Summer bargains discount Autumn rate hike
Sterling fell further yesterday morning on a woeful set of sales data, well below consensus forecasts. The UK retail sales slumped -0.5% MoM, as clothing and computer games were discounted in summer sales. Core retail sales, excluding motor fuel sales, fell -0.6% MoM in June. The disappointment comes a day after softer inflation figures have dented prospects for an August rate hike move and prompted some fresh selling around the already weaker British Pound. Despite this, interest rate markets are still pricing a 70% chance of a rate hike at the Bank of England’s August meeting.
The Pound fell through the key 1.3000 level yesterday, printing new 10-month lows of 1.2958 and the Euro peaked at 1.1170.
Today’s UK public sector net borrowing completes a data-heavy week, with net borrowing expected to reach £3.6 billion in June.
European currencies initially remained out of favour during Thursday, with a lack of bond yield support and trade fears. The EU stated that it was considering retaliation with 20% tariffs on US cars if the US Administration pushes ahead with trade sanctions.
A Bank of France study reported a trade war could knock 3% off global GDP. The IMF warns that the Eurozone growth risks are serious and could lead to a hard landing. Adding to that, a no-deal Brexit would cost the European Union 1.5% of GDP.
Today, German PPI is set to rise by 0.2% MoM in June, while increasing 2.9% YoY. Also in the docket, the Eurozone’s Current Account for May.
The greenback, towards the end of a very good day yesterday, lost its upside momentum and reversed most of its early gains after the US President Donald Trump criticised Fed interest-rate policy. Trump expressed displeasure at the Fed’s monetary tightening, saying that he was worried about its potential impact on the US economy, and also raised concerns about the recent USD strength. US stocks declined yesterday, led by bank stocks, and US Treasuries rallied, after President Trump expressed his discontent about the Fed’s hiking cycle and the strong USD. The White House clarified afterwards that the president ‘respects the independence of the Fed’ and that these comments were merely a reiteration of long-held views.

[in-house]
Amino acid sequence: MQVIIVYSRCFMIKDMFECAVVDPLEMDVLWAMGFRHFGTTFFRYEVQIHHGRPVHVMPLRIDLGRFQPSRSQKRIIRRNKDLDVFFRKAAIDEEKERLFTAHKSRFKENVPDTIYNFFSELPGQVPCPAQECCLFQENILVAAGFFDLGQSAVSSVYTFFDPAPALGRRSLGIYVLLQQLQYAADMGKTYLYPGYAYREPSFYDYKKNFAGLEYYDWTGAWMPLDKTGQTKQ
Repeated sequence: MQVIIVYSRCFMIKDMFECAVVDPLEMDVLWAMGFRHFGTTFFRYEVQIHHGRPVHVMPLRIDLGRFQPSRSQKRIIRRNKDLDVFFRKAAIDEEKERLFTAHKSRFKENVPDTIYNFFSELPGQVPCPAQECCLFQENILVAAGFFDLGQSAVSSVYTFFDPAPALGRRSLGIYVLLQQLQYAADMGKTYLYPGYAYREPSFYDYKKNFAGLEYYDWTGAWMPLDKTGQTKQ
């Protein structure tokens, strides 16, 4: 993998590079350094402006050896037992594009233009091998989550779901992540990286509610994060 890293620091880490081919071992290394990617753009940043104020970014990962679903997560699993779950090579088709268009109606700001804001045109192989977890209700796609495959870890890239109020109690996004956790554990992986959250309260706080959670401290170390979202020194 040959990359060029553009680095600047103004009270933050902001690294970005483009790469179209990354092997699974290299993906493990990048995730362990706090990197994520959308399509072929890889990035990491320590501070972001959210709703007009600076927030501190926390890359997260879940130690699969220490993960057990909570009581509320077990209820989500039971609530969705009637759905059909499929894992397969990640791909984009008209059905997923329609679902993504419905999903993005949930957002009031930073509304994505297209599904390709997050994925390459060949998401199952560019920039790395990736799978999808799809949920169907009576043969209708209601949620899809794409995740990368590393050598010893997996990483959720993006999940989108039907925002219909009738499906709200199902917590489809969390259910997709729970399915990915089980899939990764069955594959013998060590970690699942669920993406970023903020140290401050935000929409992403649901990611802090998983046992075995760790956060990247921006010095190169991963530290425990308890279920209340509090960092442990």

Strong US Dollar buying interest, further supported by stellar weekly jobless claims data and the Philly Fed Manufacturing Index, moved the greenback higher across the board in the early session. Today, the calendar in the US is very thin. Markets will make a second reading of the Trump comments trying to assess what it really means for the dollar.
Data to watch:
All Day USD OPEC meeting
05:30 JPY All Industry Activity Index (MoM) (May)
09:30 GBP Public Sector Net Borrowing (Jun)
13:30 CAD Retail Sales ex Autos (MoM) (Apr)
13:30 CAD Retail Sales ex Autos (MoM) (May)
13:30 CAD Retail Sales (MoM) (May)
13:30 CAD Consumer Price Index (MoM) (Jun)
13:30 CAD Bank of Canada Consumer Price Index Core (MoM) (Jun)
13:30 CAD Bank of Canada Consumer Price Index Core (YoY) (Jun)
13:30 CAD Consumer Price Index – Core (MoM) (Jun)
13:30 CAD Consumer Price Index (YoY) (Jun)
18:00 USD Baker Hughes US Oil Rig Count